|John C. Sakles, MD||University of Arizona College of Medicine, Department of Emergency Medicine, Tucson, Arizona|
|Cassidy C. Augustinovich, MS1||Virginia Commonwealth University School of Medicine, Richmond, Virginia|
|Asad E. Patanwala, PharmD||University of Sydney, Faculty of Medicine and Health, Sydney, Australia|
|Garrett S. Pacheco, MD||University of Arizona College of Medicine, Department of Emergency Medicine, Tucson, Arizona|
|Jarrod M. Mosier, MD||University of Arizona College of Medicine, Department of Emergency Medicine, Tucson, Arizona;
University of Arizona College of Medicine, Department of Medicine, Division of Pulmonary, Allergy, Critical Care, and Sleep Medicine, Tucson, Arizona
Airway management in the critically ill is associated with a high prevalence of failed first attempts and adverse events which negatively impacts patient care. The purpose of this investigation is to describe an airway continuous quality improvement (CQI) program and its effect on the safety of rapid sequence intubation (RSI) in the emergency department (ED) over a 10-year period.
An airway CQI program with an ongoing airway registry was initiated in our ED on July 1, 2007 (Academic Year 1) and continued through June 30, 2017 (Academic Year 10). Data were prospectively collected on all patients intubated in the ED during this period using a structured airway data collection form. Key data points included method of intubation, drugs and devices used for intubation, operator specialty and level of training, number of intubation attempts, and adverse events. Adult patients who underwent RSI in the ED with an initial intubation attempt by emergency medicine (EM) resident were included in the analysis. The primary outcome was first pass success which was defined as successful tracheal intubation with a single laryngoscope insertion. The secondary outcome was the prevalence of adverse events associated with intubation. Educational and clinical interventions were introduced throughout the study period with the goal of optimizing these outcomes. Data were analyzed by academic year and are reported descriptively with 95% confidence intervals (CI) of the difference of means.
EM residents performed RSI on 342 adult patients during Academic Year 1 and on 445 adult patients during Academic Year 10. Over the 10-year study period, first pass success increased from 73.1% to 92.4% (difference = 19.3%, 95% CI 14.0% to 24.6%). The percentage of patients who experienced an adverse event associated with intubation decreased from 22.5% to 14.4% (difference = −7.9%, 95% CI −13.4% to −2.4%). The percentage of patients with first pass success without an adverse event increased from 64.0% to 80.9% (difference = 16.9%, 95% CI 10.6% to 23.1%).
The use of an airway CQI program with an ongoing airway registry resulted in a substantial improvement in the overall safety of RSI in the ED as evidenced by an increase in first pass success and a decrease in adverse events.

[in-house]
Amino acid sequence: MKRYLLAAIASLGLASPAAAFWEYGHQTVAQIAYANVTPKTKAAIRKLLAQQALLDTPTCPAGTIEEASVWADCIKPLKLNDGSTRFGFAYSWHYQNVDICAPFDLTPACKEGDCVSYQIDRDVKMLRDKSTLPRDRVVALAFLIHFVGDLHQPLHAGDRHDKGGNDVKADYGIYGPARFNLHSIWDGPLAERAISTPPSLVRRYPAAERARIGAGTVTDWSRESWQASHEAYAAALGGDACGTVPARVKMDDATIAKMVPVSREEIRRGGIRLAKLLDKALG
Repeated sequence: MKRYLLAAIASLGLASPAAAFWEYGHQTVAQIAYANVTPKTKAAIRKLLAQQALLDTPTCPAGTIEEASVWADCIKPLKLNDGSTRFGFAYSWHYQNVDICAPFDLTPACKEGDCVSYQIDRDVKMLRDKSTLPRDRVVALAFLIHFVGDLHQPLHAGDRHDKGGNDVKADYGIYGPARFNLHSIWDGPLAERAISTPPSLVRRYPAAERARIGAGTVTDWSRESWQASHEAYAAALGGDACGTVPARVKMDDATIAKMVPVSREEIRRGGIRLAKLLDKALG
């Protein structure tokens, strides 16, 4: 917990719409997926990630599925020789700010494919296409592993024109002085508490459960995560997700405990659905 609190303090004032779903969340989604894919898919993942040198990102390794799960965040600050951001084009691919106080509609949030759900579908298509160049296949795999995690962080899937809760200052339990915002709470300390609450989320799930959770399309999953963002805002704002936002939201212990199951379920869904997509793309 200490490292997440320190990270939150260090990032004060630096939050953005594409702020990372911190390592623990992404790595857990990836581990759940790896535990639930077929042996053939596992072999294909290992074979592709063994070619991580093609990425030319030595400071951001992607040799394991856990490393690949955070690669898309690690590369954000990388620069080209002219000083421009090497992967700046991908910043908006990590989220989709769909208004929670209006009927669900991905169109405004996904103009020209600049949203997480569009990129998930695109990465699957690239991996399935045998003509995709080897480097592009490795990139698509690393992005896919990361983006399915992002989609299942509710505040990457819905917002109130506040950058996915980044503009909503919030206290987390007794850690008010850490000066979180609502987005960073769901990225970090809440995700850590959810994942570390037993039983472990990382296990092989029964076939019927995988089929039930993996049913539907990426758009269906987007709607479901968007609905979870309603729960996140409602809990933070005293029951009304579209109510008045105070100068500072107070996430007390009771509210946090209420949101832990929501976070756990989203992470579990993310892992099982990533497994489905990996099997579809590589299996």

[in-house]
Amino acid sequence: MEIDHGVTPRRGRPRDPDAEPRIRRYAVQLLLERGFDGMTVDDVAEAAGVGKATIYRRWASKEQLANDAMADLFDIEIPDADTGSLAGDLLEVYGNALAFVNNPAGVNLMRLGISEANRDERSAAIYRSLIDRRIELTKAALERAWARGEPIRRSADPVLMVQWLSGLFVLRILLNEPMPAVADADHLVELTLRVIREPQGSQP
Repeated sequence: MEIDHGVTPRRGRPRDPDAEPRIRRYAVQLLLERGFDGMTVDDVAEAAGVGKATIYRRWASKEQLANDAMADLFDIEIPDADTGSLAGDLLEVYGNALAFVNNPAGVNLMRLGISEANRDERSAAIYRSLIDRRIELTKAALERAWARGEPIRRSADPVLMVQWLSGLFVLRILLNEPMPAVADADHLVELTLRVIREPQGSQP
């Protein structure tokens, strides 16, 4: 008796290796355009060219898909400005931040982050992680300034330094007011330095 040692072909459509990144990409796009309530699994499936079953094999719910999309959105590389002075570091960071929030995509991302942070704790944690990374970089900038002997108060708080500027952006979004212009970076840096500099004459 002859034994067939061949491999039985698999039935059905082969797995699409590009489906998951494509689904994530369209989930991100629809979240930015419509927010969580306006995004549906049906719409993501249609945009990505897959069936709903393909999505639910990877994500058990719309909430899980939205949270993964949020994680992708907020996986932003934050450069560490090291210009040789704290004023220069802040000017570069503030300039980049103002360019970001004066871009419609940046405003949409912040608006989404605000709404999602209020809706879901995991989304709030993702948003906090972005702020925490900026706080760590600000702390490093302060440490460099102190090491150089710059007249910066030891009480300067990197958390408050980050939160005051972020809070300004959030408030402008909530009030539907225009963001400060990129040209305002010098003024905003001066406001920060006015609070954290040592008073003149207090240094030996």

Critically ill patients frequently require airway management in the emergency department (ED) and this is usually accomplished with rapid sequence intubation (RSI).1 Emergency airway management has been shown to be associated with a high prevalence of failed first attempts and adverse events, both of which can negatively affect patient care.2,3,4,5,6,7,8,9,10,11 Multiple intubation attempts are associated with an increase in adverse events, many of which can be life-threatening.3,12,13 When adverse events occur during emergency intubation, the effect on patient outcomes are much more severe compared to elective intubation.9,14 To maximize the safety of intubation in the ED, the goal should be to achieve first pass success without any adverse events. Without measuring important outcomes like first pass success and adverse events, it is difficult to improve patient care with emergency airway management. In our ED we developed an airway continuous quality improvement (CQI) program that incorporated an ongoing airway registry with the aim of improving the safety of emergency airway management. This study describes our airway CQI program and its associated effect on the safety of airway management in our ED.
Study Design and Setting
This study was conducted at an urban academic ED with a Level 1 trauma center and includes data over the 10-year period from July 1, 2007 (Academic Year 1) to June 30, 2017 (Academic Year 10). Since this project was a CQI initiative it was granted an exemption by the University of Arizona Institutional Review Board.
This institution serves as the training site for two Accreditation Council for Graduate Medical Education (ACGME) accredited three-year emergency medicine (EM) residency programs, one of which is a university hospital-based program and the other which is a community-hospital based program. In addition, the institution supports a five-year combined emergency medicine/pediatrics (EM/PEDS) residency program. There are currently a total of 79 residents in these three training programs. Intubations in this ED are performed primarily by the EM and EM/PEDS residents under direct supervision by the EM attending.